the shark that ate people

Over the Hedge [NOTE: This isn’t exactly a break from the blogalectic with Jenna St. Hilaire. And I urge you all to read her excellent new post. But, mostly because of time, I’ve decided today should be something a bit—different. It’s a fable. Really. I think.]


 The Shark that Ate People
or, probably a fable

Once upon a time there was a strange little boy name Willy who sang a strange song at the bottom of the bottom of the bottom of the sea.

The Mer-King appeared and said, “You stupid ape, you could drown down here.” Willy, who was irrational at the best of times and the worst of times anyway, ignored the Mer-King and kept singing.

The Mer-King listened for a while, and then said, “Your epistemology needs rewiring. Why not have the help of this handy pointy stick?” And he made as if to kill Strange Willy. But Willy said, “Hey, hey, watch it, hotshot!”

So the Mer-King, who wasn’t bright anyway, sat back tiredly and watched Strange Willy sing The Strange Song at the bottom of the murky gray sea.

Finally, a passing shark ate Strange Willy, and the Mer-King went home. But he couldn’t stop thinking of the strange, strange song Strange Willy sang, and he couldn’t stop humming it even though the Mer-Queen told him in no uncertain terms that she wouldn’t have any of that language at her dinner table, thank you, and do you know the servants can hear you?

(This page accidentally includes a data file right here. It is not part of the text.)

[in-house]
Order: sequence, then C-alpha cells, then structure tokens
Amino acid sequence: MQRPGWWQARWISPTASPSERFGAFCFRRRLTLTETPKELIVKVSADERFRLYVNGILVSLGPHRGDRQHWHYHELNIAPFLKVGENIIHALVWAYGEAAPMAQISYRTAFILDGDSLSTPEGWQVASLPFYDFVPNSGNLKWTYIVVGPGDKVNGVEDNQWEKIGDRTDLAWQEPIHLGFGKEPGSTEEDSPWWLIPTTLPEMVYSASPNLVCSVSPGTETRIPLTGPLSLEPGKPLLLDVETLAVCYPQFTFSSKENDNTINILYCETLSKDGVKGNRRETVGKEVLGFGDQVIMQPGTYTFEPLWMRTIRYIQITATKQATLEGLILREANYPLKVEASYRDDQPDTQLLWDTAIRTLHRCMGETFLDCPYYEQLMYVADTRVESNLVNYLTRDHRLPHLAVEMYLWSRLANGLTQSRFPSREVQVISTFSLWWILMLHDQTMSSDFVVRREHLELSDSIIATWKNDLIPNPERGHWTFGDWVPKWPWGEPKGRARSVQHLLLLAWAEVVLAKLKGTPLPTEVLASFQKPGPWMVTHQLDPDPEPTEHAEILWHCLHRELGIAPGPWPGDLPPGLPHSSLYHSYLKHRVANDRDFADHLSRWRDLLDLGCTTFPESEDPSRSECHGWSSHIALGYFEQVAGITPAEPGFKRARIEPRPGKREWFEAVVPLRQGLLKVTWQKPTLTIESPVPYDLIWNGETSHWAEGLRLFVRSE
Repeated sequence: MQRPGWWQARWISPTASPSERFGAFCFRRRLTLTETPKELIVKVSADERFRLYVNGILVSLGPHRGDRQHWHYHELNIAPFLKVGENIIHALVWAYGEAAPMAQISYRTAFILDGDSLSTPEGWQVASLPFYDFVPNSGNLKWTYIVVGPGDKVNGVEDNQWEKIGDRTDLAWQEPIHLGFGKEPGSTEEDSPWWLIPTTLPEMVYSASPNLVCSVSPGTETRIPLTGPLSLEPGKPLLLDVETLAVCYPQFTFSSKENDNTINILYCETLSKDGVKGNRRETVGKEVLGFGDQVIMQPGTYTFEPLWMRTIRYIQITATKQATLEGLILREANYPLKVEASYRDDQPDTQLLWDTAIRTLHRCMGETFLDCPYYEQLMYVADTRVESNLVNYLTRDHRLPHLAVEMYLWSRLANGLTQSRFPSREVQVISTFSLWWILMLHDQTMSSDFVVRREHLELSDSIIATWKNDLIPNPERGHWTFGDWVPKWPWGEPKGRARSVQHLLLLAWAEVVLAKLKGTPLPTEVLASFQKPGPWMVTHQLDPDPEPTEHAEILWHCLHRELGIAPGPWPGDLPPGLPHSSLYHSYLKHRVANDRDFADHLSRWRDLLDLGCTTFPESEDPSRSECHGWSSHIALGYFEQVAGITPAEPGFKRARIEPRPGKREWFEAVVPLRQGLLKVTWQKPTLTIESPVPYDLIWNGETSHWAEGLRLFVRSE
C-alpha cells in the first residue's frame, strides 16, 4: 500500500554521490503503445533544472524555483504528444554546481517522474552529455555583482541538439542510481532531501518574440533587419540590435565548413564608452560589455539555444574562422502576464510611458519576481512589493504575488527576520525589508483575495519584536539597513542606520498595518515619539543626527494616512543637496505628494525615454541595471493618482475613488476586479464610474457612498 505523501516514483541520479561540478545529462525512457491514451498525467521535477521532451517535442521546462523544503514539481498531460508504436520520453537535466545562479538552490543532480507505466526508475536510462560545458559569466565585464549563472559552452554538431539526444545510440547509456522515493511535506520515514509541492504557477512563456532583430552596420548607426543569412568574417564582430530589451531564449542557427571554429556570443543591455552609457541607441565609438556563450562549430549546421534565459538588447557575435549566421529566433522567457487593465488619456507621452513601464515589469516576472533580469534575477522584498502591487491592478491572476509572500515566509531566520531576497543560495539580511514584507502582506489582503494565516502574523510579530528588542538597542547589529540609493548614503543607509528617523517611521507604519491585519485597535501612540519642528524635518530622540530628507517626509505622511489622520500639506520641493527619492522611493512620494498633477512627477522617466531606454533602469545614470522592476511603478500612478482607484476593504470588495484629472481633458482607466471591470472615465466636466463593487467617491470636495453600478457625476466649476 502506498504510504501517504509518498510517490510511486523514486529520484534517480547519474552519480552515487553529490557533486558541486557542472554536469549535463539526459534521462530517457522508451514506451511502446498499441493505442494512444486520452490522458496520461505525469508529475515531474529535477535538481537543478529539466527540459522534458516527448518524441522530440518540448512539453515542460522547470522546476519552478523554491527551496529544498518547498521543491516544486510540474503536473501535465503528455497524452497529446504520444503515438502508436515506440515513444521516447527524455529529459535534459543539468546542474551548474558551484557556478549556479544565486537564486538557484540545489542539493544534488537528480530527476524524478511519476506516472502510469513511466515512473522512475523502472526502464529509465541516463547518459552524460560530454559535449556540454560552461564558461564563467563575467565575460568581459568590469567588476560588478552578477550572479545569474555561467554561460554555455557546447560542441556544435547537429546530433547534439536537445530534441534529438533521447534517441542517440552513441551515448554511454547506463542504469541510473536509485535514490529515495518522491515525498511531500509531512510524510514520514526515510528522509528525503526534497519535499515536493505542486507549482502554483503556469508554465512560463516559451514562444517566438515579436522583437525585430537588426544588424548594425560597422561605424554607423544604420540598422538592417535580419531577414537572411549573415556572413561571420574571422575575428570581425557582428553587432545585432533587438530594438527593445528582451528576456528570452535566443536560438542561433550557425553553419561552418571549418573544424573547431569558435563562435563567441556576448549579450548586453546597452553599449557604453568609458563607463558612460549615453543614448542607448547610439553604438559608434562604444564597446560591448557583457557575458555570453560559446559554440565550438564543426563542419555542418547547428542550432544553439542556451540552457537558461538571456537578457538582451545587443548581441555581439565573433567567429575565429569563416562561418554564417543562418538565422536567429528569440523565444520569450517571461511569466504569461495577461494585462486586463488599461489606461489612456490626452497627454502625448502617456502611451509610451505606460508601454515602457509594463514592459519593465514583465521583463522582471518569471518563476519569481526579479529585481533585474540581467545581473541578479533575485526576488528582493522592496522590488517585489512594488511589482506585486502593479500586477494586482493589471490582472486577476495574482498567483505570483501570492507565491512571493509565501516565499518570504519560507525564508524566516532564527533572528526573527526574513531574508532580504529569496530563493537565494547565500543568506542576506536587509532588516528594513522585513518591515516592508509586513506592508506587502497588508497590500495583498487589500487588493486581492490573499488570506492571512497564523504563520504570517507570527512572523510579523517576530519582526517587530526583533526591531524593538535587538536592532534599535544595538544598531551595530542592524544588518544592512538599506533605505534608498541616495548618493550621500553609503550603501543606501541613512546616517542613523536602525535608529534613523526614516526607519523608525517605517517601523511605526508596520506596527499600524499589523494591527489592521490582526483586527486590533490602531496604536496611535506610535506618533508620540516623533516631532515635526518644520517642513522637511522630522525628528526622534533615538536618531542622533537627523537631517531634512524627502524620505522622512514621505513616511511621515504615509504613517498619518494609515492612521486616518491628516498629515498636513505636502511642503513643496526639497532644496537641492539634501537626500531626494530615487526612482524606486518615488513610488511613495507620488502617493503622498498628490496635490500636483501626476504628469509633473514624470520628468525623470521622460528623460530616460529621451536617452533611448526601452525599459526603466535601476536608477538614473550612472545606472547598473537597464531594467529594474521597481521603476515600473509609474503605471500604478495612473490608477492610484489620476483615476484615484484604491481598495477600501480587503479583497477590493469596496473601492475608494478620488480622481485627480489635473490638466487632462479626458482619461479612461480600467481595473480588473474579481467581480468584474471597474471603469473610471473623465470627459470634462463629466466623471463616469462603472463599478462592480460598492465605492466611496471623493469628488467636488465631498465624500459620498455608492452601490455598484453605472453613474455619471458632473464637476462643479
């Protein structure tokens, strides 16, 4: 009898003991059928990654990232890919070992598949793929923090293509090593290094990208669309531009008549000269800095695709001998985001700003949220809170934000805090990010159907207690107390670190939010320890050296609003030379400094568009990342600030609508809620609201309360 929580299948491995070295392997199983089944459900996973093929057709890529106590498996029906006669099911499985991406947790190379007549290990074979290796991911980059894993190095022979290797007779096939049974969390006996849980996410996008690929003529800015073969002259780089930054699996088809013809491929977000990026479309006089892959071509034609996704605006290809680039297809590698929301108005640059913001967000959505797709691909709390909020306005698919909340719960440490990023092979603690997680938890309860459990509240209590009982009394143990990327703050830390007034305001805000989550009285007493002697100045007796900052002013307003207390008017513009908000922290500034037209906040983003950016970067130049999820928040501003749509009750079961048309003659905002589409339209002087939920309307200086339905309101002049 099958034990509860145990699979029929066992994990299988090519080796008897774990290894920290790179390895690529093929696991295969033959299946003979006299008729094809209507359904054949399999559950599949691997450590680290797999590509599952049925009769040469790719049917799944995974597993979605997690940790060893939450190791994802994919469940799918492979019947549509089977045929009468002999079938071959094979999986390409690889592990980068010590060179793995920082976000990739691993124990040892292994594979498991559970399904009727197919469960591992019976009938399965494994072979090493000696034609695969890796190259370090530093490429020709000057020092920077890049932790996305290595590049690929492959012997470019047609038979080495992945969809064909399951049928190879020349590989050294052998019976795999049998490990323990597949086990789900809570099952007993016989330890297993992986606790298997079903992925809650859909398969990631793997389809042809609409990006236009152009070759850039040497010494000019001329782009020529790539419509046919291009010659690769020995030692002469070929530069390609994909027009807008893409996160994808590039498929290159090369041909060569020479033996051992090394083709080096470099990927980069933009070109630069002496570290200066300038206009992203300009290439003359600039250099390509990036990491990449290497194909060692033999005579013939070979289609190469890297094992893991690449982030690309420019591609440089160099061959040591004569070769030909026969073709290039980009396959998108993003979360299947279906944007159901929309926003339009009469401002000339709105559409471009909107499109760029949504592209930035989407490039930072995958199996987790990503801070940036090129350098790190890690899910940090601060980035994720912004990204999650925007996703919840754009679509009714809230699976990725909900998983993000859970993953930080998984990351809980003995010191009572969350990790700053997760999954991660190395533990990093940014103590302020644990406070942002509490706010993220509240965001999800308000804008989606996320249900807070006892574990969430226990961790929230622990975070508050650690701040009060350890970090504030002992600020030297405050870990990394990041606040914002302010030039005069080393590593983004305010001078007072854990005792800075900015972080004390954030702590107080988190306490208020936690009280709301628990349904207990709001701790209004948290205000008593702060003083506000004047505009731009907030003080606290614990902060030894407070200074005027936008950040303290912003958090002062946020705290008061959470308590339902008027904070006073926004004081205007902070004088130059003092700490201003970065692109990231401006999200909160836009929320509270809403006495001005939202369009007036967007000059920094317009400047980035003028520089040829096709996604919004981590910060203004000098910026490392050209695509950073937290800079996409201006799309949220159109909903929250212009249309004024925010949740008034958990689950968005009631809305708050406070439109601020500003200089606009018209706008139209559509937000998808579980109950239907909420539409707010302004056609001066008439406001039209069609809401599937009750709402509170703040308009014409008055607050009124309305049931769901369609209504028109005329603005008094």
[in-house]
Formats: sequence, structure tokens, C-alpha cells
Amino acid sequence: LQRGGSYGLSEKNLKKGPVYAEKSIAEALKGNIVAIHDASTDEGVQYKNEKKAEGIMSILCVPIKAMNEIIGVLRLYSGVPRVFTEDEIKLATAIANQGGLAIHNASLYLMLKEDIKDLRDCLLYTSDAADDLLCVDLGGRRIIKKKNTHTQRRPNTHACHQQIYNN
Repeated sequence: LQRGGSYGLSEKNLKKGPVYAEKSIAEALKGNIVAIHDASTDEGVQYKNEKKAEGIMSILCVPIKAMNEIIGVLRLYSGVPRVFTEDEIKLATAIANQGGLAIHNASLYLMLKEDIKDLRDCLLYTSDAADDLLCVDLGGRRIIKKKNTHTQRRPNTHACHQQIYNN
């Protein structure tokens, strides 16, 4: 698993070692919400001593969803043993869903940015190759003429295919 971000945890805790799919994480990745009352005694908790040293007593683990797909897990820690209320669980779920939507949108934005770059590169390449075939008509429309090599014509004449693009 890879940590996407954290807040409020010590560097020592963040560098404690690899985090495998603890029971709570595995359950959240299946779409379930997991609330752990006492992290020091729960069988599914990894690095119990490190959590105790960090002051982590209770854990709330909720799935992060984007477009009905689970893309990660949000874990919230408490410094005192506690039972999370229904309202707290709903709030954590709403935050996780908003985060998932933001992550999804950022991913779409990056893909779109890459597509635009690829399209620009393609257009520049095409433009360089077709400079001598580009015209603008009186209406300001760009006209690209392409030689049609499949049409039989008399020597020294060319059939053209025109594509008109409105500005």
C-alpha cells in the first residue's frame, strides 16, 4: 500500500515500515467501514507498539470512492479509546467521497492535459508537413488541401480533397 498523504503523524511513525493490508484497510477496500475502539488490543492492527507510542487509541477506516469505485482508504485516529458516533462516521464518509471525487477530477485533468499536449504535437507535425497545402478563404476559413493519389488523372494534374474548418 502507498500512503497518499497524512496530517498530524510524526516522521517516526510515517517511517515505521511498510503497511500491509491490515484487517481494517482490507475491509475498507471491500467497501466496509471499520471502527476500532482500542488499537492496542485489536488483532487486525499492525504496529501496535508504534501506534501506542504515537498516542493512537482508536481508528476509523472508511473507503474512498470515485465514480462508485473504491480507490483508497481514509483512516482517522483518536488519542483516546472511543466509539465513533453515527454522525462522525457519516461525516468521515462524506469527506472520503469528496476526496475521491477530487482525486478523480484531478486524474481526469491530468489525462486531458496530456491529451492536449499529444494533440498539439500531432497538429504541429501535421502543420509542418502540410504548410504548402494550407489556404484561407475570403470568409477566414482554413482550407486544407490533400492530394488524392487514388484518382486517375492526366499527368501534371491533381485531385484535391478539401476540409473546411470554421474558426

“So gently I rubbledy tubbledy,” the Mer-King hummed. “So sweetly gubbledy-gorp.”

So the Mer-Queen threw him out of the house, saying he could sleep in the Dogfishhouse and see how he liked it. The Mer-King did like it, actually, but the dogfish hated the song and howled all night at the moon they couldn’t see but knew, despite the insistence of their most learned professors, must be there.

This alarmed the Mer-King , for he realized the dogfish still thought there was a moon despite the insistence of the learned professors. In the morning he told the Mer-Queen that they were in grave danger of being overrun by barbarians, as the dogfish hadn’t given up their barbaric beliefs in the moon.

“Well, don’t look at me like I can do anything about it,” said the Mer-Queen. “You’re the king, after all.”

“Oh, yes, well, so I am,” said the Mer-King. He had all the dogfish roasted over a fire of slow-burning salamanders, and felt much better about the safety of the kingdom, once the yowling finally stopped. He fell asleep in the now vacant dogfishhouse that night, humming happily to himself, and woke to discover that venomous sea serpents had devoured and ravaged the kingdom why he slept, since the watchdogfish had all been roasted.

The Mer-King felt rather bad about this, but thought himself rather lucky that the sea serpents hadn’t found him, being afraid of the dogfish house. So the Mer-King swam off, gubbledy-gorping and rubbledy-tubbleding, until the shark, who recognized the tune, found and ate him.

Moral: It’s the song, stupid.

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